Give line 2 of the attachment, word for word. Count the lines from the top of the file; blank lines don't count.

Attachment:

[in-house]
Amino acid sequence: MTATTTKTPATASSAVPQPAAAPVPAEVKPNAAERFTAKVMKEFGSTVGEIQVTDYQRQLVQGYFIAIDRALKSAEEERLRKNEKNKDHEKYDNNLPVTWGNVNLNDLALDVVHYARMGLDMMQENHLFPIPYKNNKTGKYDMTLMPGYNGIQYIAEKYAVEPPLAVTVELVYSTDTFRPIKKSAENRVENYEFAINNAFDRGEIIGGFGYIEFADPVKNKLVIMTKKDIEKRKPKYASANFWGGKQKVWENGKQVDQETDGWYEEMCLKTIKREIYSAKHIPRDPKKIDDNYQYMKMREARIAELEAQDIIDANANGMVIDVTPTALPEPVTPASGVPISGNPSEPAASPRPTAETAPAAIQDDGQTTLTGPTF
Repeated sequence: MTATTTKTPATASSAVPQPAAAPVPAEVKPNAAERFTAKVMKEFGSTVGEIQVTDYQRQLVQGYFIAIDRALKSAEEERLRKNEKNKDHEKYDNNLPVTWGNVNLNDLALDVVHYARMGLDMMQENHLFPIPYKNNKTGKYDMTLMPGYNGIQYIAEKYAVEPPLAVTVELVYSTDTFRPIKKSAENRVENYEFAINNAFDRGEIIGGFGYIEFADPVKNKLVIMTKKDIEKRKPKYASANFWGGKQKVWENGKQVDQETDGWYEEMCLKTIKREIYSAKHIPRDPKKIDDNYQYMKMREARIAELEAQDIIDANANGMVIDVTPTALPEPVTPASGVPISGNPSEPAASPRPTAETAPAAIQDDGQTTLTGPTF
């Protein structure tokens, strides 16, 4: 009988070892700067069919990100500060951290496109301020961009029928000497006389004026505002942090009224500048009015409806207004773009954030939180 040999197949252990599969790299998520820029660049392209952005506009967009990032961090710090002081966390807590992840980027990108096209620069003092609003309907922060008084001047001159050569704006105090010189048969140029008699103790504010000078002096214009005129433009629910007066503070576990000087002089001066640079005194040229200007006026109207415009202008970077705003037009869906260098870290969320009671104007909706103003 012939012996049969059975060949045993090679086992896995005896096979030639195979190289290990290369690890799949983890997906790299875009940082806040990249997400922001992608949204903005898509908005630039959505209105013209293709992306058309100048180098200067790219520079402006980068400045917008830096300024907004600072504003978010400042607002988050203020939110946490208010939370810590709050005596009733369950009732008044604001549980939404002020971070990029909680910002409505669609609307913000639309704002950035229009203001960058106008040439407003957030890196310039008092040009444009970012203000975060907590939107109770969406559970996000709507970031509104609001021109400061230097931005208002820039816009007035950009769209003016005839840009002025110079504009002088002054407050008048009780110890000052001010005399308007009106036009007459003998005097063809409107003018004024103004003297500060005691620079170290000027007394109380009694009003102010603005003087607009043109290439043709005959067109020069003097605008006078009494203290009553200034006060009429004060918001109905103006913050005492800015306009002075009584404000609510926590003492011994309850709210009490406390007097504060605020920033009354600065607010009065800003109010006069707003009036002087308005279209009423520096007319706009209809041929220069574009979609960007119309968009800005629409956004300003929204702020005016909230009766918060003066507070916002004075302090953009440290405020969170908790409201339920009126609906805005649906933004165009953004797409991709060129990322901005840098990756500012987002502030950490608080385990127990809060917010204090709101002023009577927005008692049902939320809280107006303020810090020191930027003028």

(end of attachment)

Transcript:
Amino acid sequence: MTATTTKTPATASSAVPQPAAAPVPAEVKPNAAERFTAKVMKEFGSTVGEIQVTDYQRQLVQGYFIAIDRALKSAEEERLRKNEKNKDHEKYDNNLPVTWGNVNLNDLALDVVHYARMGLDMMQENHLFPIPYKNNKTGKYDMTLMPGYNGIQYIAEKYAVEPPLAVTVELVYSTDTFRPIKKSAENRVENYEFAINNAFDRGEIIGGFGYIEFADPVKNKLVIMTKKDIEKRKPKYASANFWGGKQKVWENGKQVDQETDGWYEEMCLKTIKREIYSAKHIPRDPKKIDDNYQYMKMREARIAELEAQDIIDANANGMVIDVTPTALPEPVTPASGVPISGNPSEPAASPRPTAETAPAAIQDDGQTTLTGPTF